Ida inclined her head slightly by way of acknowledgment and adieu, and without another word rode on towards the gate at the bottom of the field which opened on to the road. Adonis who had been delighted to meet his old friend, promptly followed; and, though Maude Falconer tried her hardest to check him and turn him, he, inwardly laughing at her efforts, trotted cheerfully beside Rupert, and continued their conversation. Maude was half mad with mortification, and, quite unable to leave Ida’s hated side, she raised her whip and struck Adonis across the face. The horse, who had never received such a blow before in his life, stopped dead short, falling back almost on to his haunches, then reared straight up and in a moment of temper tried to throw her off; indeed, she must have fallen but Ida, always cool at such moments, swept sideways, caught Adonis’s bridle and brought him on all fours. Maude was instantly jerked forward on to the horse’s neck in a humiliating fashion, but recovering her seat, sat trembling with passion.
It was impossible not to pity her, and Ida in her gentlest and quietest of voices, said: “I will wait here, will not go through the gate until your groom comes up. Your horse will be quite quiet then. If I might venture to say so, I think it would be wise not to strike him across the head; very few horses can stand it; and this one is high-bred and exceptionally spirited—”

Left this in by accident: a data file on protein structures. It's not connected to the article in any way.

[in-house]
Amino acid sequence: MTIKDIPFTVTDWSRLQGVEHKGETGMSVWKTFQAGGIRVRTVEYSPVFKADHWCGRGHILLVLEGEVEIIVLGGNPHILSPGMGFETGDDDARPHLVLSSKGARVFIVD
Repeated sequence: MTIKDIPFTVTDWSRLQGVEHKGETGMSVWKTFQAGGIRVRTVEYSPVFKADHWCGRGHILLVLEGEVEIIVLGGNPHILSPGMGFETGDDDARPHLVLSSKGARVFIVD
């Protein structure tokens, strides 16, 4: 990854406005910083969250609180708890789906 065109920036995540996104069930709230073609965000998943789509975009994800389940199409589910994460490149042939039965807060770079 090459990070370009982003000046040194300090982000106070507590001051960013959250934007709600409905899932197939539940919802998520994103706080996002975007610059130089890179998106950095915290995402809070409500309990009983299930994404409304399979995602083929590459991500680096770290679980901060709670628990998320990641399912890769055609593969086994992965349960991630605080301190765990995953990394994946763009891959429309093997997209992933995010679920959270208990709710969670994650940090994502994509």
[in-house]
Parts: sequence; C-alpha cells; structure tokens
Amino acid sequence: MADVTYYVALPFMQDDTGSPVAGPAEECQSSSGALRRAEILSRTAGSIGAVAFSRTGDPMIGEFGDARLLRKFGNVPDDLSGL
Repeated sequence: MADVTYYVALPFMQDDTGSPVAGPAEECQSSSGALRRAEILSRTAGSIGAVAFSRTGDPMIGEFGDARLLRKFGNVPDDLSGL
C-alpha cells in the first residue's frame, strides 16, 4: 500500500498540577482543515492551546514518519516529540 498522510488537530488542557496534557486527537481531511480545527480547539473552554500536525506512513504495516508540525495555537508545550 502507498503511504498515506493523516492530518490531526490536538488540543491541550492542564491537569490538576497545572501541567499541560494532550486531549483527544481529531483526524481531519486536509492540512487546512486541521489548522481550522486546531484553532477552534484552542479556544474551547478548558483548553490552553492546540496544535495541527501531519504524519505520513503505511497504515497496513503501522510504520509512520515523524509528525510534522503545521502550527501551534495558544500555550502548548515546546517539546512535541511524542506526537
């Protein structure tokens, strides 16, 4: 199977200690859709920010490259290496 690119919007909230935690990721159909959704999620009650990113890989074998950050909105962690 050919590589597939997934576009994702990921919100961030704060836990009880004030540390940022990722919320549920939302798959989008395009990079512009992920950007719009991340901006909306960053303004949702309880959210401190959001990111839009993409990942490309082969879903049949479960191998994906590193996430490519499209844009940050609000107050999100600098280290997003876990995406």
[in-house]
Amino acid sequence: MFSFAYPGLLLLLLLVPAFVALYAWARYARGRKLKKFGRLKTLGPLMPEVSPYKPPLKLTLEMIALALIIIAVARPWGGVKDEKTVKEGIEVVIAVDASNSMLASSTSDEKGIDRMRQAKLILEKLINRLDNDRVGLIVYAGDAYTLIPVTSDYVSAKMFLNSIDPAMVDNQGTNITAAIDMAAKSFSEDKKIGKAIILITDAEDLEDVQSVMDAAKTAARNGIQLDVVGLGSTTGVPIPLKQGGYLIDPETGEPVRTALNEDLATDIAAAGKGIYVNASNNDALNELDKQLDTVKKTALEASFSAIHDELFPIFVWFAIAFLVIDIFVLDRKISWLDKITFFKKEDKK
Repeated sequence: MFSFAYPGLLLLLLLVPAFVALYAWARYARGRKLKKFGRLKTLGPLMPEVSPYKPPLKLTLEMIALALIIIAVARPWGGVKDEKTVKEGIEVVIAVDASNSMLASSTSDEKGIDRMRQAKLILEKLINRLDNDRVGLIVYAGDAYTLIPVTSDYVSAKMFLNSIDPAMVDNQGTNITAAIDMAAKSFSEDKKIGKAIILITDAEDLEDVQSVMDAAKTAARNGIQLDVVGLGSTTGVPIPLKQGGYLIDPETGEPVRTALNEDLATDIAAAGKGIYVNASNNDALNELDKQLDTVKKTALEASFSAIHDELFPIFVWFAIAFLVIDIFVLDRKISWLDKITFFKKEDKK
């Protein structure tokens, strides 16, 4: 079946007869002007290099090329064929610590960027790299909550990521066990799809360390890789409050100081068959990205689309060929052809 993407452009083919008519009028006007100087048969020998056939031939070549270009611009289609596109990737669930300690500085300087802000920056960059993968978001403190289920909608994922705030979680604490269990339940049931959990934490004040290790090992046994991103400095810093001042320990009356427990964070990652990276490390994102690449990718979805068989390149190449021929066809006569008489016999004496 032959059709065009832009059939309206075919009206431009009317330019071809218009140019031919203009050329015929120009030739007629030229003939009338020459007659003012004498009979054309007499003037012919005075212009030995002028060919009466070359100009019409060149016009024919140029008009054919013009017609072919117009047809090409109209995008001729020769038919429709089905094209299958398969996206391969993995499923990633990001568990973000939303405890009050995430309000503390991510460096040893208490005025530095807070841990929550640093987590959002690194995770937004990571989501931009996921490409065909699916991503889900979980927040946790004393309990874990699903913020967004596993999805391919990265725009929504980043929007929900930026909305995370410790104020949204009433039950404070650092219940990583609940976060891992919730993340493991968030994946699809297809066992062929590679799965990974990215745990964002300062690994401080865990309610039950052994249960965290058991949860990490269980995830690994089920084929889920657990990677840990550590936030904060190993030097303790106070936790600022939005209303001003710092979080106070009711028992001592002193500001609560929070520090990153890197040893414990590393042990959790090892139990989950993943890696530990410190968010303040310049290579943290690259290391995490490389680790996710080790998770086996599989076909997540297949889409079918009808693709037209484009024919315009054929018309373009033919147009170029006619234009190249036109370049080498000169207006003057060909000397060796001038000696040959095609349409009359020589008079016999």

She was stopped by Maude’s scornful laugh.
“Really, I ought to feel very much obliged to you, Miss Heron!” she said; “and my sense of obligation is almost as great as my amazement at your frankness—and assurance! May I ask you to be good enough to release my horse’s reins?”
Ida’s hand fell from the reins, and her face grew crimson; but before she could have retorted, even if she had intended doing so, Maude struck the horse again; it turned and dashed across the field, kicking and plunging violently, with Maude swaying perilously in the saddle.
Ida waited until the groom—it was Pottinger—had gained his mistress’s side and got hold of the horse; then, with no thought of bravado but simply with the desire to get away from the spot, she put Rupert at the gate and leapt into the road.
Ida rode home all quivering with the pain of her meeting with Maude Falconer. At first it seemed to her that she must leave Herondale—for a time, at any rate; that it would be impossible for her to run the risk of meeting the beautiful woman who had stolen Stafford from her; but, as she grew calmer, her pride came to her aid, and she saw that to run away would be cowardly. Herondale was her home, had been her home long before the Villa had sprung up, and to desert it because of the proximity of Maude Falconer would be almost as bad as if a soldier should desert his colors.
But for the next few days she did not leave her own grounds. She grew pale and listless, and Lady Bannerdale, when she came to look her up, noticed the change in her, but was too tactful to make any remark upon it.